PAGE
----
A 21-year-old computer science student, Luke Farritor, from the University of Nebraska–Lincoln, has reportedly made a groundbreaking discovery with the help of artificial intelligence that allowed him to read the first text inside a carbonized scroll from the ancient Roman city of Herculaneum.
This scroll had been unreadable since the eruption of Mount Vesuvius in AD 79, which also buried Pompeii, according to an article in the Nature journal.
“I developed a machine-learning algorithm that successfully detected Greek letters on several lines of the rolled-up papyrus,” said Farritor.
To achieve this, he utilized subtle differences in surface texture to train his neural network and highlight the ink, such as the word ‘purple’ (πορϕυρας).
The Vesuvius Challenge, an initiative offering awards for reading the ancient scrolls, announced Farritor as the winner of the ‘first letters’ prize, valued at $40,000.
This contest allowed contestants to unlock the mysteries of the scrolls by studying flat images produced by an X-ray computed tomography (CT) scan, showcasing areas of papyrus coated with ink. Farritor and other participants used the images to identify letters and characters.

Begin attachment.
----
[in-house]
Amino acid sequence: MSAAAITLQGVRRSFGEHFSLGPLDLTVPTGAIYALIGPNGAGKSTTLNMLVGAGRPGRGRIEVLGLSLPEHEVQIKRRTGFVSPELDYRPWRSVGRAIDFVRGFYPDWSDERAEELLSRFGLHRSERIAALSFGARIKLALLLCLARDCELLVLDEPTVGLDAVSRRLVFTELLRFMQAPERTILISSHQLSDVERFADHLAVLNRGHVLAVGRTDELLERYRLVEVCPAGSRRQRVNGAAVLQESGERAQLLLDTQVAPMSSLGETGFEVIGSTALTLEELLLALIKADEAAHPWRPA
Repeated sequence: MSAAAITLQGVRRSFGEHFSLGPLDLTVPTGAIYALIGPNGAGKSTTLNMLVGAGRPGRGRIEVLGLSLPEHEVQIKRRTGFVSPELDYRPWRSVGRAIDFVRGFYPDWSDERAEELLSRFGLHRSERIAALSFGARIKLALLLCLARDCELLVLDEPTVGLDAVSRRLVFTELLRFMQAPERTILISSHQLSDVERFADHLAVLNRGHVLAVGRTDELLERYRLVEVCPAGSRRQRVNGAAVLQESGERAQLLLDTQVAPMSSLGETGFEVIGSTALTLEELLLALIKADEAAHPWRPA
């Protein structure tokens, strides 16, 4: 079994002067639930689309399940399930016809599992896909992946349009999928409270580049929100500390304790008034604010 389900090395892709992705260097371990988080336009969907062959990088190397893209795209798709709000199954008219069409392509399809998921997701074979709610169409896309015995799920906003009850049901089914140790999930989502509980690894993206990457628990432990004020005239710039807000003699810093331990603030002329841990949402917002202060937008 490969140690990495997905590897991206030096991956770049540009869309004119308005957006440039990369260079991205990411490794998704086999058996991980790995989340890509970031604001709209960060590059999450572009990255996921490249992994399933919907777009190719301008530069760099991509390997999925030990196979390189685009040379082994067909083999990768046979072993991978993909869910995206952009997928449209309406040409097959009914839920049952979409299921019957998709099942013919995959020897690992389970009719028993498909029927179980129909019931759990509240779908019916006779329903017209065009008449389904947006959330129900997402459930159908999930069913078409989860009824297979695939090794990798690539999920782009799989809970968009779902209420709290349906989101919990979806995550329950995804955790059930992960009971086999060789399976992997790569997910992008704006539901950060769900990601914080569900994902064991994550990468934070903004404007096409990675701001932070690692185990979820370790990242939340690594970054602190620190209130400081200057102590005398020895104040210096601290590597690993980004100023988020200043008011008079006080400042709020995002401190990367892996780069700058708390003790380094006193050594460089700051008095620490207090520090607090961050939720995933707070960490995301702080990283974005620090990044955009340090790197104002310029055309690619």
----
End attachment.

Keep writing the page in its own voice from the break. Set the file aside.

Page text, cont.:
With this pioneering achievement, the academic community is excited about the potential to uncover more texts from Herculaneum’s library.
“My breakthrough marks a significant step in reading previously undecipherable texts from ancient history and literature,” said Farritor.
It may revolutionize our understanding of the past, offering access to works directly from their original authors, rather than copies made by scribes over centuries.
Machine learning’s application in revealing ancient texts is part of a broader shift, where AI is increasingly aiding scholars in the study of historical documents.
This technological progress holds the potential to unveil a wealth of previously unseen texts, including those present in parchment book bindings, palimpsests, and cartonnage, ultimately expanding our knowledge of history and literature.
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